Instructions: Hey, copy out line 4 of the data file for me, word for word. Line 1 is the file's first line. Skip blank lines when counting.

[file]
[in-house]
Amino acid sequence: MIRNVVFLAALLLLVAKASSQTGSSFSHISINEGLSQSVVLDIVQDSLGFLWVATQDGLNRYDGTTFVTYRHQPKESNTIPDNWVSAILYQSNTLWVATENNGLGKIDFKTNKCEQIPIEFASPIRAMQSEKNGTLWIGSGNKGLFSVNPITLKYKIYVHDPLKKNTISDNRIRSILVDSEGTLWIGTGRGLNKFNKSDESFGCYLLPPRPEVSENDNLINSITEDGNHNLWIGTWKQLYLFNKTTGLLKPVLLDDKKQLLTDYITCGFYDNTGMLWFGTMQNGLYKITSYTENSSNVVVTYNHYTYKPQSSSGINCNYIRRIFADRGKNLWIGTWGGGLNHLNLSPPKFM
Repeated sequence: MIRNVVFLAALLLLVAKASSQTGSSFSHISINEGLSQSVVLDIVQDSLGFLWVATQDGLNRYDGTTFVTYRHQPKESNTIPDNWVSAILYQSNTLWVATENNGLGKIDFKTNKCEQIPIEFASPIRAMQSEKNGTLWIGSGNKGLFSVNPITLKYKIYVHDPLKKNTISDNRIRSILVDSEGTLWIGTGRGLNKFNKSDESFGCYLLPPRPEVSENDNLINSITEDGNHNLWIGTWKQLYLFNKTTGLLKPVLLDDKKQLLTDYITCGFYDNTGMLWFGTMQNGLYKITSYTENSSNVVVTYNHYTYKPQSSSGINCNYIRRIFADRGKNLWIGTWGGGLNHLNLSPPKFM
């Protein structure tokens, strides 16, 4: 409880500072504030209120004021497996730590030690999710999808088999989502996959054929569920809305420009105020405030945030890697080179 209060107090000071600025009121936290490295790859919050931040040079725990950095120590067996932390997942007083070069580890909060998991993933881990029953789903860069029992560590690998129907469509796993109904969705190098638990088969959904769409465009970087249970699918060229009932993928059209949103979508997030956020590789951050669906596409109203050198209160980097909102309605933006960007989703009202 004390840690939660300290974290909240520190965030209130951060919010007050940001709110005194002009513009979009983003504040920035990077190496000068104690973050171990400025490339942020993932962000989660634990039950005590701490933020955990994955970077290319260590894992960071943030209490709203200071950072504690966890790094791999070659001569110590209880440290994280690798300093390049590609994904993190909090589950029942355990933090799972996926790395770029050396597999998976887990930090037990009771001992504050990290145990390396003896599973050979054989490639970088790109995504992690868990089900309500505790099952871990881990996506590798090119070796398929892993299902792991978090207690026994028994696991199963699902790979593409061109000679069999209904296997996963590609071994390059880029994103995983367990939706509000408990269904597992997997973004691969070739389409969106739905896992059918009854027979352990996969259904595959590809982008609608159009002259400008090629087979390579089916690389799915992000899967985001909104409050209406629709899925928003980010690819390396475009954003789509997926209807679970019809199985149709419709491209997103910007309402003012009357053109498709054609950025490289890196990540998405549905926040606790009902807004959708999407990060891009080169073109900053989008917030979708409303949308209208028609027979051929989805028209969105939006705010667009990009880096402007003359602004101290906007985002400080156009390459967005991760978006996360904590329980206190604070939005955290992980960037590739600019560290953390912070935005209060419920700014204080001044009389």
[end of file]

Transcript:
């Protein structure tokens, strides 16, 4: 409880500072504030209120004021497996730590030690999710999808088999989502996959054929569920809305420009105020405030945030890697080179 209060107090000071600025009121936290490295790859919050931040040079725990950095120590067996932390997942007083070069580890909060998991993933881990029953789903860069029992560590690998129907469509796993109904969705190098638990088969959904769409465009970087249970699918060229009932993928059209949103979508997030956020590789951050669906596409109203050198209160980097909102309605933006960007989703009202 004390840690939660300290974290909240520190965030209130951060919010007050940001709110005194002009513009979009983003504040920035990077190496000068104690973050171990400025490339942020993932962000989660634990039950005590701490933020955990994955970077290319260590894992960071943030209490709203200071950072504690966890790094791999070659001569110590209880440290994280690798300093390049590609994904993190909090589950029942355990933090799972996926790395770029050396597999998976887990930090037990009771001992504050990290145990390396003896599973050979054989490639970088790109995504992690868990089900309500505790099952871990881990996506590798090119070796398929892993299902792991978090207690026994028994696991199963699902790979593409061109000679069999209904296997996963590609071994390059880029994103995983367990939706509000408990269904597992997997973004691969070739389409969106739905896992059918009854027979352990996969259904595959590809982008609608159009002259400008090629087979390579089916690389799915992000899967985001909104409050209406629709899925928003980010690819390396475009954003789509997926209807679970019809199985149709419709491209997103910007309402003012009357053109498709054609950025490289890196990540998405549905926040606790009902807004959708999407990060891009080169073109900053989008917030979708409303949308209208028609027979051929989805028209969105939006705010667009990009880096402007003359602004101290906007985002400080156009390459967005991760978006996360904590329980206190604070939005955290992980960037590739600019560290953390912070935005209060419920700014204080001044009389």